Eco-Answers from the Pros: Native Evergreen Groundcovers for Sun

I am looking for a native groundcover recommendation for my yard. It is a slope between wetlands and uplands that gets full sun exposure. Ideal plant would be perennial evergreen that will help suppress weeds and is low maintenance and drought resistant. Thanks for any recommendations!

Arcostaphylos uva-ursi

In addition to selecting groundcover options, the other challenge with this response is whether or not the solution is commercially available. I think a proper recommendation for this situation could be juniperus horizontalis. This is a low growing evergreen that is very drought tolerant and takes full sun. Most available in the marketplace would be cultivated selections of the plant such as Bar Harbor and Wiltoni.

If there is some shade, there are other alternatives such as bearberry and Pennsylvania sedge that may also be suitable. Full sun environments are usually great places for grass species such as deschampsia or bluestem, but of course these plants experience a winter dormancy.

      ~Matt Gettinger, Long Island Natives, Eastport, NY

Waldstenia frageroides

We have Waldstenia (recently switched to Geum, I believe) frageroides, growing on a bank in full sun. It’s thought of as a shade groundcover, but its thriving here. It would not do well in dry soil, but in a decent soil and watered only when really needed, it’s doing great. It is evergreen, blooms yellow in the spring, and definitely is a weed smotherer. Native to Vermont and Western Mass.

If it is too dry for this, perhaps consider planting Little Bluestem Grass, Schizachyrium scoparium. This grass thrives in hot sunny conditions. A grass native to our area (Northern New England).

      ~Peter Van Berkum, Van Berkum Nursery, Deerfield, NH

I’d go for one of the following:

  • Bearberry (Arcostaphylos uva-ursi) – A woody groundcover that is carefree once established. Great evergreen glossy leaf that turns red for the winter and good fruit set. Best planted in early fall and should be fine after some supplemental watering to establish until the ground freezes. I recommend shaking most of the potting mix off the roots when planting so it roots into native soil. They are sensitive to overwatering, and it’s easier to manage water with more uniform soil composition. Make sure that no branches get buried in mulch if it’s being used to establish. Mulch coverage is particularly detrimental to this plant.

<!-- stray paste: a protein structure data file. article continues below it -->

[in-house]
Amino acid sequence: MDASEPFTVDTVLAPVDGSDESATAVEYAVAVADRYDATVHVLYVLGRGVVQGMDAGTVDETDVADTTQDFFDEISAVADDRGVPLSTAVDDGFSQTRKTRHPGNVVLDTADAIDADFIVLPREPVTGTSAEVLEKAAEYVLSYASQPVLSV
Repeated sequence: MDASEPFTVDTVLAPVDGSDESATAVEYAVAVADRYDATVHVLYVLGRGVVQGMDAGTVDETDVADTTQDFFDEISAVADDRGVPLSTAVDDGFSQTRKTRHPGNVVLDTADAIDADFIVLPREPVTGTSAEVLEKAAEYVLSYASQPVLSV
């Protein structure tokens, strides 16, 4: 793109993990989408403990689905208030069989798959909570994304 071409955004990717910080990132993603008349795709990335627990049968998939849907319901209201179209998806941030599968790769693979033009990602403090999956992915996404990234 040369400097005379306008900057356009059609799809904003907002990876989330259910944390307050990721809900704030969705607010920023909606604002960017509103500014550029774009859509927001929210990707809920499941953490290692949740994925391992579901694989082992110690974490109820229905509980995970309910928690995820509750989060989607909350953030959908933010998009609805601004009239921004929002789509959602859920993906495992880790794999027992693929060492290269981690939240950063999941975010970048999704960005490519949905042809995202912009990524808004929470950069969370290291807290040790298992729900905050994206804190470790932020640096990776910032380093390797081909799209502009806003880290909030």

• Mountain Pinks (Phlox subulata) – Evergreen perennial that is a bit low for my taste in this application, but the criteria is a bit of a tough ask. Very drought tolerant once established, roots need to be coaxed into sinking deep, so it’s extra important to water thoroughly and less frequently. Twice a week is generally plenty. Watch out for black root rot which can happen if it is unusually wet when installed. Plenty of biological fungicides work, we have used Bacillus subtilis strains with great success at the first sign of an issue.

Juniperus horizonatlis

  • Creeping Juniper (Juniperus horizontalis) – I know, not the most creative of solutions, but a viable one. Cultivar ‘Bar Harbor’ get a bit taller, which is probably best so that low lying weeds aren’t visible. Selections of Field Juniper (J. communis) like ‘Effusa’ or var. depressa would also work but are a bit more coarse in foliage and habit.

Sorry to say that’s all I can come up with that covers all the requirements. Tough piece is the combination of drought tolerant and evergreen. There are plenty of great native deciduous groundcovers that are very reliable: Gro-Low Fragrant Sumac, Hay Scented Fern, Northern Bush Honeysuckle (Diervilla lonicera), etc., but the evergreen criterion really narrows it down.

     ~Darryl Newman, Planters’ Choice, LLC

ELA members have spent hundreds of hours learning the best ecological solutions to problems in the landscape. You can benefit from all that accumulated knowledge by posing a question to our experts. If you are stumped by a problem in your landscape or are looking for a second opinion on a potential solution, ask ELA’s Eco-Pros. Send your question to ela_new@verizon.net. And if you need additional help, refer to the listing of ELA Professionals.

***

Each author appearing herein retains original copyright. Right to reproduce or disseminate all material herein, including to Columbia University Library’s CAUSEWAY Project, is otherwise reserved by ELA. Please contact ELA for permission to reprint.

Mention of products is not intended to constitute endorsement. Opinions expressed in this newsletter article do not necessarily represent those of ELA’s directors, staff, or members.